Special counsel Jack Smith‘s office says there are numerous reasons — including former President Donald Trump‘s attacks on retired Joint Chiefs Chair Gen. Mark Milley — to push the court to issue a “gag order” on Trump, who is accused by the DOJ of trying to intimidate witnesses and otherwise prejudice the proceedings (read: wreak havoc) on the prosecution’s case. (Trump wrote on social media that Milley had committed treason, and implied that he deserved the death penalty.)
Without a gag order in place, Trump is receiving special treatment that would never be afforded any other person under criminal indictment, the special counsel’s office claims, asserting that no other criminal defendant would be “permitted to issue public statements insinuating that a known witness in his case should be executed.”
But it is another alleged Trump act outlined in the government’s reply in support of the opposed motion that drew the attention of observers following the GOP’s attempts to damage President Joe Biden through linking him to his son Hunter Biden and his own legal troubles with the DOJ: like Hunter Biden, Trump is accused by the DOJ on a gun-related issue.
Trump aide Steven Cheung boasted that the former President purchased a GLOCK pistol while visiting a South Carolina gun shop, which if true would have been illegal because he is under criminal indictment.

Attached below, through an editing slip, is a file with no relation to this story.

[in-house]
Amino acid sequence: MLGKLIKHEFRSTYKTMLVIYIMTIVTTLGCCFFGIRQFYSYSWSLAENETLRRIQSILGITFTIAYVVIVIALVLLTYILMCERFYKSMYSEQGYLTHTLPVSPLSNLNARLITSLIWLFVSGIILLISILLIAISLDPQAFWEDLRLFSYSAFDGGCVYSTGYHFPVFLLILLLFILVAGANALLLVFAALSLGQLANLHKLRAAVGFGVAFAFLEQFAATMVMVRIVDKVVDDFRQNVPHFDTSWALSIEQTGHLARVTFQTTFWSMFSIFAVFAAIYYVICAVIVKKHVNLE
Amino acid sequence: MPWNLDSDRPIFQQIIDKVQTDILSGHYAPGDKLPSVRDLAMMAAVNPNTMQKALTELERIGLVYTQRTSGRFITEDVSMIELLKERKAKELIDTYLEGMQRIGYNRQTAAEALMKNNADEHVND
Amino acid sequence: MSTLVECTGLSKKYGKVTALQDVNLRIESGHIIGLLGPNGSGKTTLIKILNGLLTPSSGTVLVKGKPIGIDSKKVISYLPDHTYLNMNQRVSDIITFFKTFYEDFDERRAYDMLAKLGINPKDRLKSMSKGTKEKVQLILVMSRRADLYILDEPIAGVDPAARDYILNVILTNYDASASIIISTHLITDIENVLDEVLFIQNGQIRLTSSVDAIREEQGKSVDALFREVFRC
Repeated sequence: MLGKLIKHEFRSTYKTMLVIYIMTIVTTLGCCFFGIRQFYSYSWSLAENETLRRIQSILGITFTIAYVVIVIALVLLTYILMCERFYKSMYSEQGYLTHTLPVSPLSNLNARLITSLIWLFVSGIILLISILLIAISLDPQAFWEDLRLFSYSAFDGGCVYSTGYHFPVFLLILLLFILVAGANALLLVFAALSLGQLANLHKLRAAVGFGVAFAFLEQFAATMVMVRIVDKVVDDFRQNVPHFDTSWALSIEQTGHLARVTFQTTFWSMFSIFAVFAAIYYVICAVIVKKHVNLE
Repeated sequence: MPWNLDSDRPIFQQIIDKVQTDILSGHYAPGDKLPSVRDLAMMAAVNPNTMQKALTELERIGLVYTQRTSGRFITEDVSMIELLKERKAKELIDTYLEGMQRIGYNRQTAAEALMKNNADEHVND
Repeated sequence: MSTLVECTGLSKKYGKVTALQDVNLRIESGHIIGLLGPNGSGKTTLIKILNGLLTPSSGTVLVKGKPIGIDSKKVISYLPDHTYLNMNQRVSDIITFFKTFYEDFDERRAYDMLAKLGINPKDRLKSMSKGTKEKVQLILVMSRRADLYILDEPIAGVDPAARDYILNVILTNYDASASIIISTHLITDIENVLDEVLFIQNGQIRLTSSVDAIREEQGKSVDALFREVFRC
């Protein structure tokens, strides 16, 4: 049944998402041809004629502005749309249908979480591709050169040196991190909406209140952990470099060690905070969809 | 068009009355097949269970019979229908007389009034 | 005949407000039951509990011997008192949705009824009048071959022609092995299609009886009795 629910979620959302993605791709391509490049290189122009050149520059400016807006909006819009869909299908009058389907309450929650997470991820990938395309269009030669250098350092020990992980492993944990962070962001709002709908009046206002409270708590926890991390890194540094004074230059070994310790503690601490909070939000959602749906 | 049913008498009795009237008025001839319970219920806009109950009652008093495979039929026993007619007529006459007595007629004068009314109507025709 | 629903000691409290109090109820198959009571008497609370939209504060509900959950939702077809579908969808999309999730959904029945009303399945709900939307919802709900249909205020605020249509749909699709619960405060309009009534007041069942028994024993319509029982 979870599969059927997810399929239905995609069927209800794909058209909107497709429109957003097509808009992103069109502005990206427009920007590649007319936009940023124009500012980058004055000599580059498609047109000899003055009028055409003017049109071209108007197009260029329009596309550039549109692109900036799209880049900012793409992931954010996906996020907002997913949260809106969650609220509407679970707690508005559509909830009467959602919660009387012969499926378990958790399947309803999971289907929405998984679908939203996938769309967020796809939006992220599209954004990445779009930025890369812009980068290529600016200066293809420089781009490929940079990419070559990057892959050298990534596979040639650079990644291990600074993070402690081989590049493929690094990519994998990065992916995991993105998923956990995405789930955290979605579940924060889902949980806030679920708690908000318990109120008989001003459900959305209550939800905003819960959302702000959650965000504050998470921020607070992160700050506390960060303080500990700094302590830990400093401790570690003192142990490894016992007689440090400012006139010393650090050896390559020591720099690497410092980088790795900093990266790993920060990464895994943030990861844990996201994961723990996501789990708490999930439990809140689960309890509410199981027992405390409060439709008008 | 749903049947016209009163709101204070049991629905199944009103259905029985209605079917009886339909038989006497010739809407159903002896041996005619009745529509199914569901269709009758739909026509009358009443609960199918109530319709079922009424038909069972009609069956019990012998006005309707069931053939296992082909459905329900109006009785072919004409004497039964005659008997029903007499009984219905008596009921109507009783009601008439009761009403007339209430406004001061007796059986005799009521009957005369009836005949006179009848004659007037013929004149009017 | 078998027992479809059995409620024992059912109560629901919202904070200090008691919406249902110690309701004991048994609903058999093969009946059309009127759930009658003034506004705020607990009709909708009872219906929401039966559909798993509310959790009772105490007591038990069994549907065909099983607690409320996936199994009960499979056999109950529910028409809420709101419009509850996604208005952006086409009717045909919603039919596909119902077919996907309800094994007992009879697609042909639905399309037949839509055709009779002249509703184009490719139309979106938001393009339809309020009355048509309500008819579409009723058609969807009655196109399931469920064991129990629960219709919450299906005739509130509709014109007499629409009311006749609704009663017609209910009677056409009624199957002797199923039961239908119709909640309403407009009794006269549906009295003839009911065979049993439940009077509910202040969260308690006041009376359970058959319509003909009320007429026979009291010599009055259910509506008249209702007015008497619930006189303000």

The similarity of Hunter Biden’s case to the Trump accusation in the gag order response — not a new criminal charge for Trump from the special counsel, but an accusation meant to support the need for the gag order — is that Trump, like Hunter Biden, may have illegally purchased a firearm, something neither Trump (as an indicted defendant) nor Hunter Biden (as a drug addict) was legally permitted to do.
After a plea deal very publicly fell apart for Hunter Biden, the President’s son now faces three felony charges related to gun possession, including one felony count of lying on an ATF form when he bought a gun by falsely swearing on the purchase form that he wasn’t addicted to illegal drugs or using illegal drugs at the time of the gun purchase.
Video showed Trump admiring the gun and saying he wanted it, but his team later said the purchase was not consummated.
The special counsel’s office made room for the Trump retraction of the alleged purchase in its accusation, implying that either way the visit and subsequent social media posting about it was more latitude than any other criminal defendant would receive.
“The defendant either purchased a gun in violation of the law and his conditions of release,” the special counsel’s office writes, “or seeks to benefit from his supporters’ mistaken belief that he did so.”
[NOTE: The DOJ writes “According to the indictment, Hunter Biden purchased a Colt Cobra 38SPL revolver from a federally licensed firearms dealer on Oct. 12, 2018. When purchasing a firearm, a prospective purchaser must fill out a Firearm Transaction Record, ATF Form 4473, and certify that all of his or her answers on the form are true and correct. As alleged in count one of the indictment, Hunter Biden knowingly made a false written statement on the Form 4473, intended and likely to deceive the dealer he purchased the firearm from, when he certified that he was not an unlawful user of, or addicted to, any stimulant, narcotic drug, or any other controlled substance.”]